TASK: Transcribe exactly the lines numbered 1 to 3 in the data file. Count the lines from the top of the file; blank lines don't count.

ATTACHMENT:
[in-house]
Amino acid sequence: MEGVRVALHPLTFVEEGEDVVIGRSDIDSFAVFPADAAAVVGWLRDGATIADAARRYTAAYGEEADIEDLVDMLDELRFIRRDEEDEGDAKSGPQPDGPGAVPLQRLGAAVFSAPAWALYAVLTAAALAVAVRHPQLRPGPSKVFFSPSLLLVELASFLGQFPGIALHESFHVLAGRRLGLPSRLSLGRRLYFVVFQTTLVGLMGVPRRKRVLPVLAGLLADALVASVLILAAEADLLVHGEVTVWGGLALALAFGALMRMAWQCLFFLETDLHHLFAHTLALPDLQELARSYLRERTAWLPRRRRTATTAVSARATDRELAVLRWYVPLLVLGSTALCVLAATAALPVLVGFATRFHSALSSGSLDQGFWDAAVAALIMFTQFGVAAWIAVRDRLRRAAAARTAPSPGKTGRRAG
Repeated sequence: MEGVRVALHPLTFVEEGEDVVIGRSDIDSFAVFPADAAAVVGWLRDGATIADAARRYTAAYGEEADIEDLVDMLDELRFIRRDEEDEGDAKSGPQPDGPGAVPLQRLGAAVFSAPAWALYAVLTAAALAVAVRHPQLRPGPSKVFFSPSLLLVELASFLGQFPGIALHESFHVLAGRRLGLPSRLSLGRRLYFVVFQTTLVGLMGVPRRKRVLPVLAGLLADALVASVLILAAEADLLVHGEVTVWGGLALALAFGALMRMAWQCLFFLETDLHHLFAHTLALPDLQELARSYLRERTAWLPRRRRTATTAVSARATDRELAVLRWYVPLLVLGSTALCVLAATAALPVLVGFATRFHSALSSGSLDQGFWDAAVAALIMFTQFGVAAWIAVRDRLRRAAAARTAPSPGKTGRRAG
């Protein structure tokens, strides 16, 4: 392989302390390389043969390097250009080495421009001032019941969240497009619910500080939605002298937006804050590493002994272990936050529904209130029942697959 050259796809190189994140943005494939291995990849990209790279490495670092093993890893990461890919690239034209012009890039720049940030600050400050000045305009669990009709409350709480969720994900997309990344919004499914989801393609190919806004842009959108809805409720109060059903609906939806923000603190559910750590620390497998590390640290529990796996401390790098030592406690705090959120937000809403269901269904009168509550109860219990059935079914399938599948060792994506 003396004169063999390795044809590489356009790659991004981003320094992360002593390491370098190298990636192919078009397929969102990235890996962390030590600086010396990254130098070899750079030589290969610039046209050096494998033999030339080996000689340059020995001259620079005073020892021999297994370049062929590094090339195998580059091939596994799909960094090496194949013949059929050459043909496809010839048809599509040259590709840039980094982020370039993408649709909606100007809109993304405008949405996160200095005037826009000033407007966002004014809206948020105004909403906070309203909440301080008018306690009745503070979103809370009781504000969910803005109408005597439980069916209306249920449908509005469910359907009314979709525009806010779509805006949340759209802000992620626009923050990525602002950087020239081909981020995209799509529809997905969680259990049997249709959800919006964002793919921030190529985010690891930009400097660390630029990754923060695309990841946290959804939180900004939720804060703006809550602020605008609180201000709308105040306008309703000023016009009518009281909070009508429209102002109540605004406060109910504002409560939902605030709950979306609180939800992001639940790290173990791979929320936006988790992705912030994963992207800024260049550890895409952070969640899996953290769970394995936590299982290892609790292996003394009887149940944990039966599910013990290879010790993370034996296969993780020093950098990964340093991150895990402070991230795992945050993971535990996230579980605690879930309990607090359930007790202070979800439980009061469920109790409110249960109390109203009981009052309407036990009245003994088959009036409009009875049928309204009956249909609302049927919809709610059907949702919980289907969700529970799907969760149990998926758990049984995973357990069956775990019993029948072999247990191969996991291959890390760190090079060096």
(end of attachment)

[in-house]
Amino acid sequence: MEGVRVALHPLTFVEEGEDVVIGRSDIDSFAVFPADAAAVVGWLRDGATIADAARRYTAAYGEEADIEDLVDMLDELRFIRRDEEDEGDAKSGPQPDGPGAVPLQRLGAAVFSAPAWALYAVLTAAALAVAVRHPQLRPGPSKVFFSPSLLLVELASFLGQFPGIALHESFHVLAGRRLGLPSRLSLGRRLYFVVFQTTLVGLMGVPRRKRVLPVLAGLLADALVASVLILAAEADLLVHGEVTVWGGLALALAFGALMRMAWQCLFFLETDLHHLFAHTLALPDLQELARSYLRERTAWLPRRRRTATTAVSARATDRELAVLRWYVPLLVLGSTALCVLAATAALPVLVGFATRFHSALSSGSLDQGFWDAAVAALIMFTQFGVAAWIAVRDRLRRAAAARTAPSPGKTGRRAG
Repeated sequence: MEGVRVALHPLTFVEEGEDVVIGRSDIDSFAVFPADAAAVVGWLRDGATIADAARRYTAAYGEEADIEDLVDMLDELRFIRRDEEDEGDAKSGPQPDGPGAVPLQRLGAAVFSAPAWALYAVLTAAALAVAVRHPQLRPGPSKVFFSPSLLLVELASFLGQFPGIALHESFHVLAGRRLGLPSRLSLGRRLYFVVFQTTLVGLMGVPRRKRVLPVLAGLLADALVASVLILAAEADLLVHGEVTVWGGLALALAFGALMRMAWQCLFFLETDLHHLFAHTLALPDLQELARSYLRERTAWLPRRRRTATTAVSARATDRELAVLRWYVPLLVLGSTALCVLAATAALPVLVGFATRFHSALSSGSLDQGFWDAAVAALIMFTQFGVAAWIAVRDRLRRAAAARTAPSPGKTGRRAG